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But the text concludes by an affirmation, that unto them who look for the appearance of our Saviour, he shall appear the second time without sin unto salvation.

It could not be the design of our Apostle, to teach the people, that on the second appearance of our Saviour, he should be more perfect, but that he should appear without those sins, which he had borne in his own body on the accursed tree, and the reason is obvious, he had previously put them away, by the sacrifice of himself.

The Apostle Paul, in the tenth chapter of this same Epistle to the Hebrews, proceeds to say, "For the law having a shadow of good things to come, and not the very image of the things, can never, with those sacrifices which they offered year by year continually, make the comers thereunto perfect." It is upon this insufficiency of the law, that the Apostle bases his assertion, that by the deeds of the law no flesh living can be justified. Our LORD commencing his humiliation saith, "Sacrifices and offering thou wouldest not, but a body hast thou prepared me.”

And this body, prepared for the Redeemer, was the body, the head of which was sick, and the whole heart faint. This body is that very identical body, which having sinned, and come short of the glory of God, fell in the first Adam, and was prepared for the second, that he might take away its sinful character, that he might heal its wounds, that he might cure its diseases, that he might remove all its infirmities, and restore it to primeval rectitude. The royal Psalmist faithfully says, speaking by the spirit of God; yet have I set my King upon my holy hill of Zion, I will declare the decree: the LORD hath said unto me, thou art my son; this day have I begotten thee. And says David, ask of me, and I will give thee, the heathen for thine inheritence, and the uttermost parts of the earth for thy possession. But David is not alone in his testimony, the magnitude of God's kingdom is a theme of rapture, both to prophets and apostles. It is said to be a holy kingdom. The prophet Daniel, ii. 44, speaks energetically, "And in the days of these kings shall the God of heaven set up a kingdom, which shall never be destroyed: and the kingdom shall not be left to other people, but it shall break in pieces and consume all these kingdoms, and it shall stand forever." Again, vii. 14, " And there was given him dominion, and glory, and a kingdom, that all people, nations and languages,

should serve him: his dominion is an everlasting dominion, which shall not pass away, and his kingdom that which shall not be destroyed."

From the Epistle to the Hebrews, we learn, that although the God of Israel had himself established the ceremonial law, yet, having done its office, performed its figurative part, and being incompetent to the accomplishment of his will, which will was the salvation of mankind, he had no pleasure therein. In burnt offerings and in sacrifices for sin thou hast no pleasure; although they are offered by the law.

But Jesus came to do the will of God, by the which will we are sanctified through the offering of the body of Christ Jesus once for all. This offering was effectual, both as to quality and quantity, for although our illustrious high Priest, was offered but once, yet having been offered up to death, he dieth no more; under the law, the high Priests continued daily ministering in the sanctuary, and offering those self-same sacrifices which can never do away sin; how soul satisfying the contrast. This man, after he had once offered himself a sacrifice for sin, set down on the right hand of God, expecting until his enemies should be made his foot-stool. Yea, verily by one offering he hath perfected forever those who are sanctified. Sanctification is as we have frequently said, strictly speaking, purification. It would be idle to talk of a sanctified sinner; people do not sufficiently consider, they would be shocked were we to tell them of a sanctified murderer, or a sanctified thief; yet we are taught to think, and to say, that whoso offendeth in one point, is guilty of all, and why indeed should we consider the breach of the sixth, seventh, or eighth commandment, as a more heinous crime, than the breach of the ninth or tenth? Yet we tolerate him who slandereth his neighbour, and him who coveteth his possessions, assigning him a place among those who are sanctified.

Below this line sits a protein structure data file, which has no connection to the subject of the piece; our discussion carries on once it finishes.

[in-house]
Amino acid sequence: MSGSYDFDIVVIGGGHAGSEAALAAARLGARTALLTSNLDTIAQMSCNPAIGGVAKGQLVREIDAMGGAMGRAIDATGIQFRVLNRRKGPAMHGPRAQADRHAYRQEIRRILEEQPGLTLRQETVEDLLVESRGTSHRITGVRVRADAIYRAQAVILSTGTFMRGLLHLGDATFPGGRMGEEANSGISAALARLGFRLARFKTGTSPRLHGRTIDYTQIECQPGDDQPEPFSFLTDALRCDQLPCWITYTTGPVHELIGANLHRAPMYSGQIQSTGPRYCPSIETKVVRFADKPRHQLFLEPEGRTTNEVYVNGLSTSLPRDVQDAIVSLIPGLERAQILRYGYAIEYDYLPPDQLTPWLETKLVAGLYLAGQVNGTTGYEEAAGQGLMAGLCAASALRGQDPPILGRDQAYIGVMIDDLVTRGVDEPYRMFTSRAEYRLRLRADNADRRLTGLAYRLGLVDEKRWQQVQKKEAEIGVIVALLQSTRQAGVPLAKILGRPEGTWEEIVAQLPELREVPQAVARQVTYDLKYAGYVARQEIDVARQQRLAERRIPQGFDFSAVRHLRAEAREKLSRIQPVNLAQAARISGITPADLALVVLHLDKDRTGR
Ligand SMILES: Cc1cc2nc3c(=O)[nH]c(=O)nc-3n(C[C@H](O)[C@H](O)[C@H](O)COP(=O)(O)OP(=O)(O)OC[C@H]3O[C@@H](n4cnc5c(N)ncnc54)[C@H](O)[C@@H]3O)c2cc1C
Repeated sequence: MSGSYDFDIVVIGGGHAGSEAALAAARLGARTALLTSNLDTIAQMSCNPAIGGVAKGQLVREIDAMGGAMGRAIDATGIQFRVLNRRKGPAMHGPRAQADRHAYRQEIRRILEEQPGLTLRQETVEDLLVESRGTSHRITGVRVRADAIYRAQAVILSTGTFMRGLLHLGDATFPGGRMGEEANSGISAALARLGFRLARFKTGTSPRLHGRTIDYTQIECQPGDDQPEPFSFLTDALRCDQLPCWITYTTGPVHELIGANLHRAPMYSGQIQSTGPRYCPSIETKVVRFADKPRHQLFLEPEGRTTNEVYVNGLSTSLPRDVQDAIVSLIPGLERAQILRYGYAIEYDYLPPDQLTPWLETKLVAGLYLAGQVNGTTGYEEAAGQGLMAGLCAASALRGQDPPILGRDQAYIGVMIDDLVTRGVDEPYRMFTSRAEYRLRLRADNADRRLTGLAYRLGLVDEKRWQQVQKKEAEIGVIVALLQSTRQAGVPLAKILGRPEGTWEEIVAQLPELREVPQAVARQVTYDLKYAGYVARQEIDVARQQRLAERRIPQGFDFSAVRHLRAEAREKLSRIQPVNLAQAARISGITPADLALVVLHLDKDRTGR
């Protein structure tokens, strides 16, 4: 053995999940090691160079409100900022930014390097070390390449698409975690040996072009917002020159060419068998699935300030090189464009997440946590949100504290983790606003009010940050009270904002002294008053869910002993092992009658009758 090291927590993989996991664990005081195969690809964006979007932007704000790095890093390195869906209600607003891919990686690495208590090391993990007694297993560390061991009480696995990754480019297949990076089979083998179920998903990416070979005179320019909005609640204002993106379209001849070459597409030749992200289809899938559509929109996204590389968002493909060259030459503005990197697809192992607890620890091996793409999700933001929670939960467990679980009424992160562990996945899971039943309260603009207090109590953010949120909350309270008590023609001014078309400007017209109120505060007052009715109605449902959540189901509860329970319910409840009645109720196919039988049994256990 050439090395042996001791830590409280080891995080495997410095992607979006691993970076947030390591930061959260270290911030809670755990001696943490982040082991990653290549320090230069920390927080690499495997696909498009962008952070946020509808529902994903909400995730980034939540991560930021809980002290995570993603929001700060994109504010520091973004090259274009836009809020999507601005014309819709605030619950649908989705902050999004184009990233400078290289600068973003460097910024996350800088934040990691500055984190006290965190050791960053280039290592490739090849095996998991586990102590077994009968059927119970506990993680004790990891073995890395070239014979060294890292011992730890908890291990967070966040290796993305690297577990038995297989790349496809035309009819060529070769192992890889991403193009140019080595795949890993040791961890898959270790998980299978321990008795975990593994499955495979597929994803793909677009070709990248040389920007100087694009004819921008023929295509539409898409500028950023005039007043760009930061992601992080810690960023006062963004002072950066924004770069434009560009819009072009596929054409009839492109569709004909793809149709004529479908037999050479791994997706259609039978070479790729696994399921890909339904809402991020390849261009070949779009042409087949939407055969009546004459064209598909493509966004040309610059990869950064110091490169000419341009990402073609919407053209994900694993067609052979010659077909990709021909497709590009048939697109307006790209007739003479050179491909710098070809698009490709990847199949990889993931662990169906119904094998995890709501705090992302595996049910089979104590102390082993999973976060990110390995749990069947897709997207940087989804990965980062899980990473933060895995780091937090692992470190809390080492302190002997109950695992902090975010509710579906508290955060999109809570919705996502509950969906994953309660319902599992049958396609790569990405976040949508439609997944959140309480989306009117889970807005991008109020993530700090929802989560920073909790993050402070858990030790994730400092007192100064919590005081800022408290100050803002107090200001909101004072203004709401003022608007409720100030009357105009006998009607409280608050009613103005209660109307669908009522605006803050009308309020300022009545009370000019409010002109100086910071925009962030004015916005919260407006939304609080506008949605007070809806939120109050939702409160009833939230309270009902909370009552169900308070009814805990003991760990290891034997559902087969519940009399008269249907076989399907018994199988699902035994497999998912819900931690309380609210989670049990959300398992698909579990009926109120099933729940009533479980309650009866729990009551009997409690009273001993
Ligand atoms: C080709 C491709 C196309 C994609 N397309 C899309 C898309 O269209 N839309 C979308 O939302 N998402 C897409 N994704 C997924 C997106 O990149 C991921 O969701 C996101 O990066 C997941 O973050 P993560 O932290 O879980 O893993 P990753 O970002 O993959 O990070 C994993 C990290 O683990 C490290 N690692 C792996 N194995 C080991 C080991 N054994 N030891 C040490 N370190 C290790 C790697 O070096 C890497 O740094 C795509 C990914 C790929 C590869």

But this man, after he had offered one sacrifice for sins, (not simply for sin, but for sins, for all sins, committed by all sinners, at all times, and in all places,) forever set down on the right hand of God; on the right hand of the divine nature. The right hand is the place of honour and trust; sitting is an attitude of rest, therefore as God delighted in mercy, he called the place of his rest, the mercy seat. On the mercy seat God fixed his rest. Here, said he, I will abide forever. Mercy shall be built up

forever. Divine attribute of my God, thou art indeed the helpless sinner's theme, his daily plea, and thou shalt be my abiding plea, until my latest breath, until my soul escapes to the world of spirits, and then, and there, I will carry on the song, and it will be forever new.

Yes, he hath perfected forever them that are sanctified. If he, as the Lamb of God, took away the sins of the world, then in the same place, and in the same manner, the world of mankind were sanctified. We pronounce every individual, whose sin by the grace of God, is taken away, completely sanctified; we do not hesitate to say, that all such individuals are perfect, even as their father who is in heaven is perfect; and the excellency of this salvation, of this sanctification, is its durability; for those who are sanctified, those who are saved, are perfected forever, for they are saved with an everlasting salvation; and although they are not as happy, they are, however, as secure as if they were already in heaven. To this truth, the Holy Ghost beareth witness; let us seriously attend to his testimony; it is our interest so to do, for it is altogether in our favour. Thus runs his evidence, and as it is the Holy Ghost who thus testifieth, we are assured he cannot bear false witness. Jeremiah xxxi. 31, 32, 33, 34: